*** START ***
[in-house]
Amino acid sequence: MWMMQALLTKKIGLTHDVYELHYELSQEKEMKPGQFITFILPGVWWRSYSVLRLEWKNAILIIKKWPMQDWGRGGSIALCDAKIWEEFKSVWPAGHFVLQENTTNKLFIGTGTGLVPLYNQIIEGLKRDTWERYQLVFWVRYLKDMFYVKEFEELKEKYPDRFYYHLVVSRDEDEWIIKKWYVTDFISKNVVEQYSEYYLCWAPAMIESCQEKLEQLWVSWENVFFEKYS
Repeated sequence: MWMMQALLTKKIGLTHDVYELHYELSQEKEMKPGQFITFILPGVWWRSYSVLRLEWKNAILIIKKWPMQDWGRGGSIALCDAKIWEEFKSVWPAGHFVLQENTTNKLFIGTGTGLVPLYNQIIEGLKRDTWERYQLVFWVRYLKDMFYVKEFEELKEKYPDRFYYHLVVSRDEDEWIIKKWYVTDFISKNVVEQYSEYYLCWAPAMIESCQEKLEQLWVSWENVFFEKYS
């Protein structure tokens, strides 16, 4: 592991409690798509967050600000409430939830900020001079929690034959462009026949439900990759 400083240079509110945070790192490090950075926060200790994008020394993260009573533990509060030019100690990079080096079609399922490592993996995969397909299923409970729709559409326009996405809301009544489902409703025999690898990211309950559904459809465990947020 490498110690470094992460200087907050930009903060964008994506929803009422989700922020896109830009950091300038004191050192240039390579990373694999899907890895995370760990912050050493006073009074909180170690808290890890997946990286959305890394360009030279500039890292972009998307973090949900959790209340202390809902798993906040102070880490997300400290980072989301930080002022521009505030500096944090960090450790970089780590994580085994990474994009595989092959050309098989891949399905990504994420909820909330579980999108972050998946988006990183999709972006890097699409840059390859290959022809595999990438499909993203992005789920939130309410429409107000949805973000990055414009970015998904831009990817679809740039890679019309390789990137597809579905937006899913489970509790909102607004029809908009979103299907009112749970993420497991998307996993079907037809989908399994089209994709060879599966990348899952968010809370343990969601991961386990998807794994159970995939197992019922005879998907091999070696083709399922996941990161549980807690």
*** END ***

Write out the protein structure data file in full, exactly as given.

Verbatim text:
[in-house]
Amino acid sequence: MWMMQALLTKKIGLTHDVYELHYELSQEKEMKPGQFITFILPGVWWRSYSVLRLEWKNAILIIKKWPMQDWGRGGSIALCDAKIWEEFKSVWPAGHFVLQENTTNKLFIGTGTGLVPLYNQIIEGLKRDTWERYQLVFWVRYLKDMFYVKEFEELKEKYPDRFYYHLVVSRDEDEWIIKKWYVTDFISKNVVEQYSEYYLCWAPAMIESCQEKLEQLWVSWENVFFEKYS
Repeated sequence: MWMMQALLTKKIGLTHDVYELHYELSQEKEMKPGQFITFILPGVWWRSYSVLRLEWKNAILIIKKWPMQDWGRGGSIALCDAKIWEEFKSVWPAGHFVLQENTTNKLFIGTGTGLVPLYNQIIEGLKRDTWERYQLVFWVRYLKDMFYVKEFEELKEKYPDRFYYHLVVSRDEDEWIIKKWYVTDFISKNVVEQYSEYYLCWAPAMIESCQEKLEQLWVSWENVFFEKYS
């Protein structure tokens, strides 16, 4: 592991409690798509967050600000409430939830900020001079929690034959462009026949439900990759 400083240079509110945070790192490090950075926060200790994008020394993260009573533990509060030019100690990079080096079609399922490592993996995969397909299923409970729709559409326009996405809301009544489902409703025999690898990211309950559904459809465990947020 490498110690470094992460200087907050930009903060964008994506929803009422989700922020896109830009950091300038004191050192240039390579990373694999899907890895995370760990912050050493006073009074909180170690808290890890997946990286959305890394360009030279500039890292972009998307973090949900959790209340202390809902798993906040102070880490997300400290980072989301930080002022521009505030500096944090960090450790970089780590994580085994990474994009595989092959050309098989891949399905990504994420909820909330579980999108972050998946988006990183999709972006890097699409840059390859290959022809595999990438499909993203992005789920939130309410429409107000949805973000990055414009970015998904831009990817679809740039890679019309390789990137597809579905937006899913489970509790909102607004029809908009979103299907009112749970993420497991998307996993079907037809989908399994089209994709060879599966990348899952968010809370343990969601991961386990998807794994159970995939197992019922005879998907091999070696083709399922996941990161549980807690």